Viruses carried by commercial bees, used for honey or to pollinate crops, risk spreading diseases to wild pollinator populations with potentially “devastating effects”, researchers from the University of Exeter have warned.
The research, funded by the Royal Society and the Natural Environment Research Council, found that commercial species of honey bees and bumble bees can carry fast evolving viruses that have the potential to decimate wild pollinator species, including bees, hoverflies and butterflies. The effects of such an event would also place biodiversity and food security at risk.
Commercial pollinators are typically used to pollinate crops such as tomatoes, sweet peppers and oilseed rape. The global value of insect pollinators has been estimated to be around €153 billion (£117bn) each year and wild pollinators contribute to this and play an important role in pollinating crops and native plants.
However, the study warns that the social behaviour of honeybees, bumblebees and social wasps provide perfect conditions for disease transmission within colonies and between species. The risk of disease transmission can be further increased through poor management of commercial species, intensive breeding, poor pathogen screening, and the release of commercial bees into the environment to interact freely with wild pollinators.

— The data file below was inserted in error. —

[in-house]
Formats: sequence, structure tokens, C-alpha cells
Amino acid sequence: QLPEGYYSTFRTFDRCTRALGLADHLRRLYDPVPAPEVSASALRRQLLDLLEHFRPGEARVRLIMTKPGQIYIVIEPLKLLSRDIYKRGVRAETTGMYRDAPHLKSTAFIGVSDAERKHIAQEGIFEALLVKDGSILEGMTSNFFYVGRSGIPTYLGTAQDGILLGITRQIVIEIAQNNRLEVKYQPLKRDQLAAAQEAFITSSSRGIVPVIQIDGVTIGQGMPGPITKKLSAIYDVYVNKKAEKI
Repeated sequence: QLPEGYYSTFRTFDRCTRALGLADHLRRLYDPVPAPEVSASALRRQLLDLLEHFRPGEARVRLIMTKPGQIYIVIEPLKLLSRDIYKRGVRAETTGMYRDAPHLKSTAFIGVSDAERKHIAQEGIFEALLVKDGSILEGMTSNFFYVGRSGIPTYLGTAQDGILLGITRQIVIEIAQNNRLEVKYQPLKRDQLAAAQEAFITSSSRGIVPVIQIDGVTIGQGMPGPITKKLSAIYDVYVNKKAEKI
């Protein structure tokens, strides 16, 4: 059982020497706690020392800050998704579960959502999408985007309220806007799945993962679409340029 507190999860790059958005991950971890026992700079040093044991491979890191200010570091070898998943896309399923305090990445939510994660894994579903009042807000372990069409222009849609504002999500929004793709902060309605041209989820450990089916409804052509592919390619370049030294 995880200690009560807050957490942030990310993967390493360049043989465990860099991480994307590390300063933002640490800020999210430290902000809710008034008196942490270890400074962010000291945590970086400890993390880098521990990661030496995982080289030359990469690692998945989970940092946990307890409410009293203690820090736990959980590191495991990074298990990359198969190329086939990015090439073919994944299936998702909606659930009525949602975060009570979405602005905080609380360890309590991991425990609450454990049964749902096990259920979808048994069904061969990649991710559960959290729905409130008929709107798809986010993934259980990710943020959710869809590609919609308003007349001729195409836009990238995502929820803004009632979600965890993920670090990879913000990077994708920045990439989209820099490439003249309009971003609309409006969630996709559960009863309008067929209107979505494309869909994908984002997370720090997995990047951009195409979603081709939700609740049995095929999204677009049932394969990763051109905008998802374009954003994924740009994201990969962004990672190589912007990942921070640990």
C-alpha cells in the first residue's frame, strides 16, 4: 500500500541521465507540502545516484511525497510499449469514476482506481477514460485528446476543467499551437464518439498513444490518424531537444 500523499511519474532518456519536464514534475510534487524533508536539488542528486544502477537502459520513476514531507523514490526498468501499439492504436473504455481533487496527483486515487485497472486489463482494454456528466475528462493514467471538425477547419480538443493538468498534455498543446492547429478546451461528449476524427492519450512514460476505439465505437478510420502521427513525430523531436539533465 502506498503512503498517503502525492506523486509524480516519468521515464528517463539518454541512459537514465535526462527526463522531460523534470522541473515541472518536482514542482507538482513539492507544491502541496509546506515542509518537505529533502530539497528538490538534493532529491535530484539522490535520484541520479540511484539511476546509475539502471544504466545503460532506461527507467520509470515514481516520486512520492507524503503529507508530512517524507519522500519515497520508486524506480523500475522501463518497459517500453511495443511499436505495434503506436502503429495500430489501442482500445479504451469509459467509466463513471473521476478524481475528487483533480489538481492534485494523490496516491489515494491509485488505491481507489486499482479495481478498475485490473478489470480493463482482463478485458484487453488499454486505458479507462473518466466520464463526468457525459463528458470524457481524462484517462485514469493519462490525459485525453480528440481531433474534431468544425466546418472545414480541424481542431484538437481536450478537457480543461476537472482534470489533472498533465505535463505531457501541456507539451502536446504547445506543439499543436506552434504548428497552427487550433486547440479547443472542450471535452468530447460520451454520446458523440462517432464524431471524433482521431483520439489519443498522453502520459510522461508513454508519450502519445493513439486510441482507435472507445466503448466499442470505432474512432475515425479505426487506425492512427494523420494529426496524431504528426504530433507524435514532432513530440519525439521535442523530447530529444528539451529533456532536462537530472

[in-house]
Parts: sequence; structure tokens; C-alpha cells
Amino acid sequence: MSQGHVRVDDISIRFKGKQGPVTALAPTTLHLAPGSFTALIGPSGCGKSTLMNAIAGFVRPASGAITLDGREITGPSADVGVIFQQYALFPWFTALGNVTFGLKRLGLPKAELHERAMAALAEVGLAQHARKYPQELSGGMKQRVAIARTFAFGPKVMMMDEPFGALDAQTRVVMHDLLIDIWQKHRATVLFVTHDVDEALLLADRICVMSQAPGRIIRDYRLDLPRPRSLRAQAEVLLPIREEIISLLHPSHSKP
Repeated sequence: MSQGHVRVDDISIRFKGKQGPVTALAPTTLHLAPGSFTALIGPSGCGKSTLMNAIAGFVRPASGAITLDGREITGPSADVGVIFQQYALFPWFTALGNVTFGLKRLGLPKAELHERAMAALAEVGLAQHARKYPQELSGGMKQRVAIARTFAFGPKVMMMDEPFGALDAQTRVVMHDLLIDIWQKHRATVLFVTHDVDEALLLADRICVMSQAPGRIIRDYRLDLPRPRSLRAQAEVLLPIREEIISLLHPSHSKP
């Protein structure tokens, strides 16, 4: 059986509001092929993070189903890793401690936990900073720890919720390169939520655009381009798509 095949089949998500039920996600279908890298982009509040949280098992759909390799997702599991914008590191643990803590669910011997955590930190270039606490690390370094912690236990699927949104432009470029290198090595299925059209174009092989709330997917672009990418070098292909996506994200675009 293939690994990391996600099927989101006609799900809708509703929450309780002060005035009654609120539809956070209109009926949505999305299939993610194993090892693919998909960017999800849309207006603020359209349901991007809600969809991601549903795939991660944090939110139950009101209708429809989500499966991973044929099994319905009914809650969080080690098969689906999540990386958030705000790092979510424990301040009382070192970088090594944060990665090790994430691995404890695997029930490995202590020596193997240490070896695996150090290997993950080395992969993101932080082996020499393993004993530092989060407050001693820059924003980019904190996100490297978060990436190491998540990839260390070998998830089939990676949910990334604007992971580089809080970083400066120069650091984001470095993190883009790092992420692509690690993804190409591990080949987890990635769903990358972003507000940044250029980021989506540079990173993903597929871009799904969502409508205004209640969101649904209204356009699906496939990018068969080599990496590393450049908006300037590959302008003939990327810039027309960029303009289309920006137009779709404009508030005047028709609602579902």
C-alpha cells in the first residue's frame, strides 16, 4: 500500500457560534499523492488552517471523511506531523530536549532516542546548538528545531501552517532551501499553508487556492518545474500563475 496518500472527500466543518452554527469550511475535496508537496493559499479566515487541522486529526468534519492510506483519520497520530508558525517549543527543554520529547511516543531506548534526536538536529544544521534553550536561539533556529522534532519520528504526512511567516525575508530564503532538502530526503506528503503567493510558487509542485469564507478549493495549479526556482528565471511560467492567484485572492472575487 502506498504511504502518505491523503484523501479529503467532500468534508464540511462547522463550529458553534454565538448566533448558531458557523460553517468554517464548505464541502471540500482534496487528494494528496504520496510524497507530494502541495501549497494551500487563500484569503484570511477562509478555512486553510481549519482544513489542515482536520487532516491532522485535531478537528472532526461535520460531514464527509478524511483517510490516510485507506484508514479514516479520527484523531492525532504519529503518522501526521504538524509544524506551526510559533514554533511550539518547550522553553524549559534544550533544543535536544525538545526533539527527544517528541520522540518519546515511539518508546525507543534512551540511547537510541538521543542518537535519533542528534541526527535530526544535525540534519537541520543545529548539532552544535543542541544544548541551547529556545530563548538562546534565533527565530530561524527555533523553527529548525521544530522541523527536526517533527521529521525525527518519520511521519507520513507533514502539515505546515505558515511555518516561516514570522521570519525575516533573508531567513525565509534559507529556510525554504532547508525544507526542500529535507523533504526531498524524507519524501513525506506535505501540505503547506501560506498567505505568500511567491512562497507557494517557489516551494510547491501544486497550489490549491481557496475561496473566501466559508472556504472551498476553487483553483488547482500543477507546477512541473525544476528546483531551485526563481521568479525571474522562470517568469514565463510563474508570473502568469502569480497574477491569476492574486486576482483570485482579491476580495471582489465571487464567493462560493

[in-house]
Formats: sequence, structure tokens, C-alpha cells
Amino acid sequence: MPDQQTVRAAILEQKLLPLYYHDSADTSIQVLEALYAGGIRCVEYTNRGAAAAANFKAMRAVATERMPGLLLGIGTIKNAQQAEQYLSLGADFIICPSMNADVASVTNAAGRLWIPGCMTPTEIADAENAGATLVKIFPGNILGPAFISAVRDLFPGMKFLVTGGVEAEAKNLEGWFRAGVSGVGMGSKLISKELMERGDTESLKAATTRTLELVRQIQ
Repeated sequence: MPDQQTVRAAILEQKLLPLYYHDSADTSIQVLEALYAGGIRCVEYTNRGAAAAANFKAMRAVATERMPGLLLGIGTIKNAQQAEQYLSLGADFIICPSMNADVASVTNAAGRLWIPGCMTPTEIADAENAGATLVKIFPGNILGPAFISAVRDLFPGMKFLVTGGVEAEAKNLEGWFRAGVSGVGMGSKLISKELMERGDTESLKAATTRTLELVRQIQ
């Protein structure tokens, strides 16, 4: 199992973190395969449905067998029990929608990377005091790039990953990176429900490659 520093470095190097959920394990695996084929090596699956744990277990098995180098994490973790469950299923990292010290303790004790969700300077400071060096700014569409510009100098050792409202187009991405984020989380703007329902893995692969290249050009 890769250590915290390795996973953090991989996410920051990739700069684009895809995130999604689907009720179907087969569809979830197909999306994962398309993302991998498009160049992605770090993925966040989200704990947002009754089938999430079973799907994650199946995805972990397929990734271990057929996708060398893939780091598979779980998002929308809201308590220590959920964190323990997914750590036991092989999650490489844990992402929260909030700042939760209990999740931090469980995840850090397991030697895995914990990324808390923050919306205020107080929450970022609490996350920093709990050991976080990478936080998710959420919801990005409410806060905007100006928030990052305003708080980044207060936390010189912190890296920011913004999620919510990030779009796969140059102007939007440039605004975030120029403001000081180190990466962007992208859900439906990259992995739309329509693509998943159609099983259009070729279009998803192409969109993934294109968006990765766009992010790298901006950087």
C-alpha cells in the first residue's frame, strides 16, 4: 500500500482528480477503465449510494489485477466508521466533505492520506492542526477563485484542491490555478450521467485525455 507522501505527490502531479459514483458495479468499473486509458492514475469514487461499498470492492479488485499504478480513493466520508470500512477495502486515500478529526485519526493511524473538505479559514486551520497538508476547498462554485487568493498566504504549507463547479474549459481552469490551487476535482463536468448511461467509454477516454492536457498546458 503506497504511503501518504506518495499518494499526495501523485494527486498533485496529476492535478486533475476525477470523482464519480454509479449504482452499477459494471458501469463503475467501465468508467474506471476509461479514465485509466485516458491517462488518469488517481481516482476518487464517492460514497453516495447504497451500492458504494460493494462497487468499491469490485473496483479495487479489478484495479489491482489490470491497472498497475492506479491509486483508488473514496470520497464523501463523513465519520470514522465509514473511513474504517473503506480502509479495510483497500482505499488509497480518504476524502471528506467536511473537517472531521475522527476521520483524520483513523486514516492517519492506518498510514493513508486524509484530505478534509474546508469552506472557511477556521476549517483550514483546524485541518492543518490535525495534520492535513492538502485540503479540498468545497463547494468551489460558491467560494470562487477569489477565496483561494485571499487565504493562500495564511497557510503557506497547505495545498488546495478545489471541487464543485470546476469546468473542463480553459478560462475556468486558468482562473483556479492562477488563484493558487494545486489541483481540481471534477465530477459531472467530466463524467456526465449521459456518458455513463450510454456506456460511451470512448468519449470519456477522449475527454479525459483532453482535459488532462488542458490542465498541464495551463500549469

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Dr Lena Wilfery, from the Centre for Ecology and Conservation in Biosciences at the University of Exeter, said, “Our study highlights the importance of preventing the release of diseased commercial pollinators into the wild. The diseases carried by commercial species affect a wide range of wild pollinators but their spread can be avoided by improved monitoring and management practices.
“Commercial honey bee keepers have a responsibility to protect ecologically and economically important wild pollinator communities from disease.”
Pollinators are already seeing their populations decline rapidly, particularly in recent years. This has been linked to habitat destruction and increase use in pesticides.
Photo: James Patrick Casey via Flickr